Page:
Black hole nurtures baby stars a million light years away

Black holes are famous for ripping objects apart, including stars. But now, astronomers have uncovered a black hole that may have sparked the births of stars over a mind-boggling distance, and across multiple galaxies.

Scientists inch closer than ever to signal from cosmic dawn

Around 12 billion years ago, the universe emerged from a great cosmic dark age as the first stars and galaxies lit up. With a new analysis of data collected by the Murchison Widefield Array (MWA) radio telescope, scientists are now closer than ever to detecting the ultra-faint signature of this turning point in cosmic history.

Image: Giant magnetic ropes in a galaxy's halo

This image of the "Whale Galaxy" (NGC 4631), made with the National Science Foundation's Karl G. Jansky Very Large Array (VLA), reveals hair-like filaments of the galaxy's magnetic field protruding above and below the galaxy's disk.

Space travel can make the gut leaky

Bacteria, fungi, and viruses can enter our gut through the food we eat. Fortunately, the epithelial cells that line our intestines serve as a robust barrier to prevent these microorganisms from invading the rest of our bodies.

Testing time for MetOp Second Generation

MetOp Second Generation (MetOp-SG) is a follow-on system to the successful MetOp satellites, the last of which launched into its 800 km polar orbit in 2018.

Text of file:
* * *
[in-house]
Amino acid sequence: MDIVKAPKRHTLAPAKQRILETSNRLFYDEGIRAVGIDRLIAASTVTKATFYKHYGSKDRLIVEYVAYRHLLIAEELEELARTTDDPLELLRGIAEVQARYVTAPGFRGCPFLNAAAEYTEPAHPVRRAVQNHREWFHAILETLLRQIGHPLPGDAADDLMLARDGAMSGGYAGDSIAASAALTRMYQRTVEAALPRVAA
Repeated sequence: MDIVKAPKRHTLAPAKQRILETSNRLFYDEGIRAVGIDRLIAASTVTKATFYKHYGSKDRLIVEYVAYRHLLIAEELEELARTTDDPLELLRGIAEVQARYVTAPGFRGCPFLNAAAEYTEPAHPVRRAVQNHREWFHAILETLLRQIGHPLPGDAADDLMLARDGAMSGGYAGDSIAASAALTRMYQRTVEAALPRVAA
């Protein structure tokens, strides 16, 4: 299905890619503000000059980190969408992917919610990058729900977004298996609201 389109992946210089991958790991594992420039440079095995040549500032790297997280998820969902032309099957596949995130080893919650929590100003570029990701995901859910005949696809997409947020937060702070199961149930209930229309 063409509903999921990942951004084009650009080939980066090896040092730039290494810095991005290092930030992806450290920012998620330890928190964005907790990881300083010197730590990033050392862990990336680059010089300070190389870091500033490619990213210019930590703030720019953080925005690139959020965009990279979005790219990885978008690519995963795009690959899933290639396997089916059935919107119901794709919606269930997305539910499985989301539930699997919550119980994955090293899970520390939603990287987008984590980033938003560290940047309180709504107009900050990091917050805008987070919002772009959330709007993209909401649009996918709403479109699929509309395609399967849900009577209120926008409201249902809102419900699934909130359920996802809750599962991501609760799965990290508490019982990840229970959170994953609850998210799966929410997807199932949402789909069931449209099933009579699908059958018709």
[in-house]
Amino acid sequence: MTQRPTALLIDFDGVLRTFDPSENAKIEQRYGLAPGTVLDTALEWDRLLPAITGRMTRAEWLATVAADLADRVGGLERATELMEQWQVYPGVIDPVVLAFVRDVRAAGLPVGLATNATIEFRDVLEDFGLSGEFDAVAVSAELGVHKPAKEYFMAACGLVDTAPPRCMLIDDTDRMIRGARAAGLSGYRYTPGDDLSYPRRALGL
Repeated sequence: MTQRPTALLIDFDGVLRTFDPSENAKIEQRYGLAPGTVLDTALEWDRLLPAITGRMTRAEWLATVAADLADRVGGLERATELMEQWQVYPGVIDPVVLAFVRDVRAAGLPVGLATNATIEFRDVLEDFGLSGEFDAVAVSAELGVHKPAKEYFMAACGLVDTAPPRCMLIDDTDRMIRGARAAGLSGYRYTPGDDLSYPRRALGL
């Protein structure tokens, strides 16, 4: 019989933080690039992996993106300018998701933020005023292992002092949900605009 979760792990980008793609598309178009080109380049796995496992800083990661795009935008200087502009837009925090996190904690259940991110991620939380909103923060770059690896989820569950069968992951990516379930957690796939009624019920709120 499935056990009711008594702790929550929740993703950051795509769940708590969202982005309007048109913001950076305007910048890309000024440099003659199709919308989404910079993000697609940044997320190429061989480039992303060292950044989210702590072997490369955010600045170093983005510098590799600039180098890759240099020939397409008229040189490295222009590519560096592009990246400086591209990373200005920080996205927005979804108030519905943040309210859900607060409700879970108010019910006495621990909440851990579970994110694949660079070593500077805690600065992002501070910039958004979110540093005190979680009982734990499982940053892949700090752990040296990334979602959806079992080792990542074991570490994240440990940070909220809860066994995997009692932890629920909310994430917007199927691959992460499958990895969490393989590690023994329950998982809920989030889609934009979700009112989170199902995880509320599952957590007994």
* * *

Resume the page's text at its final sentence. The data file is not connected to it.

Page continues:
Anisotropic radio-wave scattering in the solar corona

Solar radio emission is produced in the turbulent medium of the solar atmosphere, and its observed properties (source position, size, time profile, polarization, etc.) are significantly affected by the propagation of the radio waves from the emitter to the observer. Scattering of radio waves on random density irregularities has long been recognized as an important process for the interpretation of radio source sizes (e.g., Steinberg et al. 1971), positions (e.g., Fokker 1965; Stewart 1972), directivity (e.g., Thejappa et al. 2007; Bonnin et al. 2008; Reiner et al. 2009), and intensity-time profiles (e.g., Krupar et al. 2018, Bian et al. 2019). While a number of Monte Carlo simulations have been developed to describe radio-wave scattering (mostly for isotropic density fluctuations), not all agree. The present work addresses this important issue both by extending and improving the previous descriptions.

Technology news

MOOSE: A platform to create complex multiphysics simulations

In recent decades, technological advances have opened up exciting new possibilities for research in a variety of fields, including physics. Nonetheless, creating sophisticated simulations to represent or address multiphysics problems using computing resources can still be very challenging.